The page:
If you see a whole thing - it seems that it's always beautiful. Planets, lives... But up close a world's all dirt and rocks. And day to day, life's a hard job, you get tired, you lose the pattern. - Ursula K. LeGuin

Saturday, October 9, 2010

On Having A Heroine

Growing up I had several role models or people I considered my personal heroines.  I started with Elizabeth I (I had lofty aims as a young child), moved on to Amelia Earhart and then Jane Goodall. Once I realized I would never truly be an adventurer, I found Virginia Woolf.  All of these women had attributes I admired and wanted to emulate but I didn't identify closely with any one of them. These days there are many women I admire (famous or otherwise) but I don't actively search out role models or heroines.

Our next book for BB&B is Impatient With Desire by Gabrielle Burton.  It is a novel with Tamsen Donner (of Donner Party fame) as the protagonist.  I am vacationing at the beach this weekend and plan on consuming it.  Gabrielle Burton has another book out now, part memoir/part history, that I have just finished in preparation for Impatient With Desire.

In Searching for Tamsen Donner, Burton provides details of a family trip she took across the country in 1977 with her husband and five daughters.  Tamsen Donner had five daughters and took them on a journey across the country.  Burton, in order to research the novel she was writing on Tamesen Donner, decided to do the same.  It is an interesting read.  Burton supplies a lot of historical facts about the Donner Party and Tamesen Donner.  She also describes her conflicts as a writer and a mother and a feminist in a time when women weren't all that.  Tamsen Donner not only became a pioneer and took her family on an adventure but in her earlier life she was a teacher and a solo traveler in a time when women just didn't do all that.

Tamsen Donner is Burton's heroine and role model.  Burton identifies with Donner in a way I can't quite imagine.  She spends over 20 years writing a novel that she will never publish.  She, and her family, live with Tamsen Donner throughout the trip and for most of their lives together as a family.  It is a story of admiration, of eras now past, and of family.  The cannibalism was the least of it.

Burton on family:

"The nicest husbands and children will eat you up alive if you offer yourself on the plate, and they will ask for seconds."

At the end of the book she publishes the 15 of Tamsen Donner's letters that have survived.  All were to her sister.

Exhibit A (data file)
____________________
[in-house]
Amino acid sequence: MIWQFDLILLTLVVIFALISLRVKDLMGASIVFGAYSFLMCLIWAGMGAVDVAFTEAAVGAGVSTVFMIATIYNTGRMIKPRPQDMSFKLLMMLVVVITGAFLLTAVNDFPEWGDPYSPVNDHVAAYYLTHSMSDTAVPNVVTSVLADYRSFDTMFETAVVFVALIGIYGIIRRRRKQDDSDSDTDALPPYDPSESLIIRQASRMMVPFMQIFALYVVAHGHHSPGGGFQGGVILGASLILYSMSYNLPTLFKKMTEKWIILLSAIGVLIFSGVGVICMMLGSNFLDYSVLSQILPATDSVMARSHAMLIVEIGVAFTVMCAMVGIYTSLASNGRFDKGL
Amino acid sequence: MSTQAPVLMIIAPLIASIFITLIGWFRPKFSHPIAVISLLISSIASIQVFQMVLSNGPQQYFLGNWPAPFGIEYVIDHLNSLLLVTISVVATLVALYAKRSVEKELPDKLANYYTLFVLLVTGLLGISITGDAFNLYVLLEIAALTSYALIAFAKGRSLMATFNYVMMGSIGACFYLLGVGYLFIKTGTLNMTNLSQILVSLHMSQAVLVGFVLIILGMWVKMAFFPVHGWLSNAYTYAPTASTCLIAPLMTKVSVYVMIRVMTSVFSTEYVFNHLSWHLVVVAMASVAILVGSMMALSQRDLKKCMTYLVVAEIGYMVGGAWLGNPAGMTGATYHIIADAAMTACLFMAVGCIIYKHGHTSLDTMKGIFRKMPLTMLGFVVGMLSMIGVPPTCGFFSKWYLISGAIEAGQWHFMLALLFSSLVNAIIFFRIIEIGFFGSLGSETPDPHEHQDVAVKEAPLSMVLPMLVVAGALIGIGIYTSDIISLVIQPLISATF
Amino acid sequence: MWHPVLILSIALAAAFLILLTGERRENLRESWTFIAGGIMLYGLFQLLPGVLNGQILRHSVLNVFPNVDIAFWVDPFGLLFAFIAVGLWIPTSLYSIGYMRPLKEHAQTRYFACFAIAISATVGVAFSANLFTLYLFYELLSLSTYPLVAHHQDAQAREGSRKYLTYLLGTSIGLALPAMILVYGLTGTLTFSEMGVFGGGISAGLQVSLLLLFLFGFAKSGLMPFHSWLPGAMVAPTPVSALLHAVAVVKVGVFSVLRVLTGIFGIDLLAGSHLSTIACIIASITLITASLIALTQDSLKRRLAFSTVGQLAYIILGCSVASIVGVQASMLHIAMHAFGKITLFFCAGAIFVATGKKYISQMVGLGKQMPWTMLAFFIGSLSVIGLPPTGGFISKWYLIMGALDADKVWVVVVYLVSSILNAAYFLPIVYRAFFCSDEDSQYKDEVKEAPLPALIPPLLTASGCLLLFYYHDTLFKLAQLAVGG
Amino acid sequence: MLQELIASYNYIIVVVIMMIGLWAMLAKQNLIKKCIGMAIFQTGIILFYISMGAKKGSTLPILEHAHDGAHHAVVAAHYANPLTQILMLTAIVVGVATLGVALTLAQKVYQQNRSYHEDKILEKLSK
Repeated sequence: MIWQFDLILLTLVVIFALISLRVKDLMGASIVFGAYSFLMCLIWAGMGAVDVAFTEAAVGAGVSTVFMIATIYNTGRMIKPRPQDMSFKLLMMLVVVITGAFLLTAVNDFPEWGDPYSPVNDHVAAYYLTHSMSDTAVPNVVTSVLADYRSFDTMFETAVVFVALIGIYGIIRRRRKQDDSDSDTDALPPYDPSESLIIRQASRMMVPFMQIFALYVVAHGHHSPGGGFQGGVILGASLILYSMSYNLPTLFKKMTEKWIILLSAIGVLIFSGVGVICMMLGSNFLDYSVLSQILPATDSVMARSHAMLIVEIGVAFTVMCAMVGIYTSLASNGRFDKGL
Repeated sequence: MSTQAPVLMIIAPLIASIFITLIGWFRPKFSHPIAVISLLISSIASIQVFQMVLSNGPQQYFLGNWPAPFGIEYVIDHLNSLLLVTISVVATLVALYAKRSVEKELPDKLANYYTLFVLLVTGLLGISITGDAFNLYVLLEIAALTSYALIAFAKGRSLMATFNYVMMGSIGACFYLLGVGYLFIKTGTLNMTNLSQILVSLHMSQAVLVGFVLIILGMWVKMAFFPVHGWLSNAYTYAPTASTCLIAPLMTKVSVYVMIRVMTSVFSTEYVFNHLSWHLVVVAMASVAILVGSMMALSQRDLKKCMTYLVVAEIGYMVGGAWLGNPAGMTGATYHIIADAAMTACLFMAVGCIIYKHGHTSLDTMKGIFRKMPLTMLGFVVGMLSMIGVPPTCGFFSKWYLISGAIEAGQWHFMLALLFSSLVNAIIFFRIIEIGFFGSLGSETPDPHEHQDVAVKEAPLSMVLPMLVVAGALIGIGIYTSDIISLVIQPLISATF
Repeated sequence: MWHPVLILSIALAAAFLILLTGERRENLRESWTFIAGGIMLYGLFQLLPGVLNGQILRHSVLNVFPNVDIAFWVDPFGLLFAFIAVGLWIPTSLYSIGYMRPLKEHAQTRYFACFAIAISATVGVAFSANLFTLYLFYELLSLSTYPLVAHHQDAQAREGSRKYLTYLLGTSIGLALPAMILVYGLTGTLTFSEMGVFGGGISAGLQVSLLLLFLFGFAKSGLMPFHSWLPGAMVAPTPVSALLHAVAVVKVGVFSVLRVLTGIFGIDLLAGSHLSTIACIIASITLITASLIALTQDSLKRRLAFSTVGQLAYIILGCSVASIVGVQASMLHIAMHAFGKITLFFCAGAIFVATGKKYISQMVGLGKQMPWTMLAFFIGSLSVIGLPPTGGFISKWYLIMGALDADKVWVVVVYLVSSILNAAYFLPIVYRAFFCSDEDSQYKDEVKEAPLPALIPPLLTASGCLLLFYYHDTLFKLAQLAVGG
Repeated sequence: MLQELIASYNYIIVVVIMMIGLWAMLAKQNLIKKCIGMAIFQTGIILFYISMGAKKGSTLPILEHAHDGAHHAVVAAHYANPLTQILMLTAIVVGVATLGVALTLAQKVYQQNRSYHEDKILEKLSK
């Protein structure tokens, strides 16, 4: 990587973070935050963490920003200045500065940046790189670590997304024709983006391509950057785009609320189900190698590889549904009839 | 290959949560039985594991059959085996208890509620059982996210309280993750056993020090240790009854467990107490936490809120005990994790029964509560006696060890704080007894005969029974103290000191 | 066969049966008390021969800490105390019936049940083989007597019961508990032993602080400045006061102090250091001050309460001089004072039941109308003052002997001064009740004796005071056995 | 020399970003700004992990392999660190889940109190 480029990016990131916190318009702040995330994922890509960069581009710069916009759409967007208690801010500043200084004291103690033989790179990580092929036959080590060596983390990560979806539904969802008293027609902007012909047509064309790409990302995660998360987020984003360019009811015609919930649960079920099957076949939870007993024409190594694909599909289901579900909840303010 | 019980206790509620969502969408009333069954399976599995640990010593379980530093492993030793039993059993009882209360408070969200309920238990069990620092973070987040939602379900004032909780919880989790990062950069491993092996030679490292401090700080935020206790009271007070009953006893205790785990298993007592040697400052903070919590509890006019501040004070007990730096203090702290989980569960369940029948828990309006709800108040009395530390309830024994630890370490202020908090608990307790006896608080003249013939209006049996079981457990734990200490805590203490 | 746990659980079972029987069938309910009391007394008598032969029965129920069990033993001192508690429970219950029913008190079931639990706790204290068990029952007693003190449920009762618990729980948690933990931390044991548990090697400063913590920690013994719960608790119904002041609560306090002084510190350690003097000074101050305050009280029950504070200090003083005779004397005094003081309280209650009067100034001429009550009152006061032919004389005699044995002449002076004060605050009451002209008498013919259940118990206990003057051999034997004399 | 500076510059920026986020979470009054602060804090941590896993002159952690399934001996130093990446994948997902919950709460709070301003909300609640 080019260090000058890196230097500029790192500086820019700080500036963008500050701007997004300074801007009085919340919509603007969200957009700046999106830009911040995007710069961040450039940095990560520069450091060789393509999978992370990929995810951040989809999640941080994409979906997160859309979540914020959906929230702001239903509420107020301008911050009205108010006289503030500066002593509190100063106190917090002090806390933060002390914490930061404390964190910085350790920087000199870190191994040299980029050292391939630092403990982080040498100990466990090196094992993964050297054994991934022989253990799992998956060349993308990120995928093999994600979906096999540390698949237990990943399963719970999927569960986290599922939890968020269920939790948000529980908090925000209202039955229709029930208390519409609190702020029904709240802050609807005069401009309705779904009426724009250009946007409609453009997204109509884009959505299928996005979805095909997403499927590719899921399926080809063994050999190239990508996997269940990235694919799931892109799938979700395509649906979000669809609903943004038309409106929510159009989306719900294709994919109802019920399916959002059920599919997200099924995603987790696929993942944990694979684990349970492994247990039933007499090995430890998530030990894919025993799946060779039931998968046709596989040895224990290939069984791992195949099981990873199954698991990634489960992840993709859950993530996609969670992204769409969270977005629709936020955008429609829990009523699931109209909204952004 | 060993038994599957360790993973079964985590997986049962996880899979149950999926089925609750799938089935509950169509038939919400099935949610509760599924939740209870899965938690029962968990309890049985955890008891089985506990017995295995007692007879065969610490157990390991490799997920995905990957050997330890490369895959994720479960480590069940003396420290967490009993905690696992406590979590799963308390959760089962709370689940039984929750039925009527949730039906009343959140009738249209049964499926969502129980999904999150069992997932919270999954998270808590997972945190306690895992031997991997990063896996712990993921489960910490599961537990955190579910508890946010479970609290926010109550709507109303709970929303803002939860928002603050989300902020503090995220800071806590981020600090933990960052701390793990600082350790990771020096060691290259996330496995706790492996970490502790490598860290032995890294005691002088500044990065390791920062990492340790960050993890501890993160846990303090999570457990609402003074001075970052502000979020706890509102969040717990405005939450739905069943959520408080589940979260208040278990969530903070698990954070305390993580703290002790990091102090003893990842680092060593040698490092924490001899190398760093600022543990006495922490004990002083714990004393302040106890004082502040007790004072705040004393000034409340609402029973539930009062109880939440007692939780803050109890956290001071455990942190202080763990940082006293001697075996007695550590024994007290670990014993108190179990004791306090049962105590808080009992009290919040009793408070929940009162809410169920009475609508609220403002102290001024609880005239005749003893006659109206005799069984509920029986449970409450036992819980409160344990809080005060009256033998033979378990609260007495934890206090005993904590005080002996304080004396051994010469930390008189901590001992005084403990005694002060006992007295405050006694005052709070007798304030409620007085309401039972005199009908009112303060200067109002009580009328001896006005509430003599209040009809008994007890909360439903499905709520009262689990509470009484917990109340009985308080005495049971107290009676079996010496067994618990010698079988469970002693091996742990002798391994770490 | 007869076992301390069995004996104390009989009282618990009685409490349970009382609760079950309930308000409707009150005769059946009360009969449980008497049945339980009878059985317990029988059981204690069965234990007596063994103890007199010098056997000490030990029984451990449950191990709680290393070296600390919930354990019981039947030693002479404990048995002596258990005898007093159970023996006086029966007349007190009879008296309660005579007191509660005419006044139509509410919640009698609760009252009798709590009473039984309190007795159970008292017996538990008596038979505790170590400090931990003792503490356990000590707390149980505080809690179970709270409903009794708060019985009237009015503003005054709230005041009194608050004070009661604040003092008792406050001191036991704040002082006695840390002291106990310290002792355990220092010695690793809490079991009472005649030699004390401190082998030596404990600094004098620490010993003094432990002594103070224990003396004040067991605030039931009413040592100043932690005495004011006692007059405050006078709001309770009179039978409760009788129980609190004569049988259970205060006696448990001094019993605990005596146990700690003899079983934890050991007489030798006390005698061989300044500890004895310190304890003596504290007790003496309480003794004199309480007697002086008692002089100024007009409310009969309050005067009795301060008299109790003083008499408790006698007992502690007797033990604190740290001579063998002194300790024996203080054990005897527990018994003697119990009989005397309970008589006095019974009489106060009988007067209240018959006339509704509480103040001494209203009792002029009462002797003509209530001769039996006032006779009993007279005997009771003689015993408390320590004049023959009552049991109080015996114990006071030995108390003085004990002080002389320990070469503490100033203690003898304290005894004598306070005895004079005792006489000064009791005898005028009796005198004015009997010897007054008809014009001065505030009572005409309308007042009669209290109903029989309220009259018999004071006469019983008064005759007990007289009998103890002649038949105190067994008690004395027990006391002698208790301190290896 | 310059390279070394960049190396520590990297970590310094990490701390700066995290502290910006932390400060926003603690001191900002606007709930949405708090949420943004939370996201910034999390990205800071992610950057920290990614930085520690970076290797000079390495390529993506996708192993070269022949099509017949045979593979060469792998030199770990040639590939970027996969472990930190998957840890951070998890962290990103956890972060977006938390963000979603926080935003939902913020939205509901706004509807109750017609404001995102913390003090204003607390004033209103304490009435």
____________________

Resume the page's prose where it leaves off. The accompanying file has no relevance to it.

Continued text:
Donner on adventure:

"I do not regret nor shall I the fatigue expense nor embarrassment to which I have subjected myself.  My heart is big with hope and impatient with desire.  And this day needful for rest finds me agitated & restless.  The past & present is swallowed up by the future.  I believe I am not influenced by the love of novelty for passionately fond as I am of scenery I have learned to look almost with disgust upon that which in other circumstances would have delighted me.  Happy am I to be enabled to hide my feelings so successfully as cause many I meet to wish to be in my situation."

The novel Burton was working on during her family travels thad two protagonists, Tamsen Donner in 1846 and a fictional woman in the 1970s, traveling the same road.  Although she never published that novel, this book tells the same tale.

Tamsen Donner kept a journal throughout her travels.  It was never recovered.  The novel Burton did published is her rendition of that journal.  I can't wait to read it.


Annie said...

Hi Brigindo,

I followed the links and read the reviews. I'm interested in hearing what you and your book club thinks of the books, and how the novel compares with the memoir.

When I was a teenager, I read a biography on Joan Baez. I identified with her. I can't really think of too many heroes, though, other than female songwriters and performers. Music was important to me, and I identified with the emotion in the voices and the lyrics. I think it's good I listened to so many women as well as men. I never thought about their influence in terms of feminism, but listening to them was empowering.

Julie said...

Both books sound fascinating. I especially love learning about pioneer women, who are often forgotten in history. Burton also sounds like an interesting person and writer. Thank you for the information.

Drax said...
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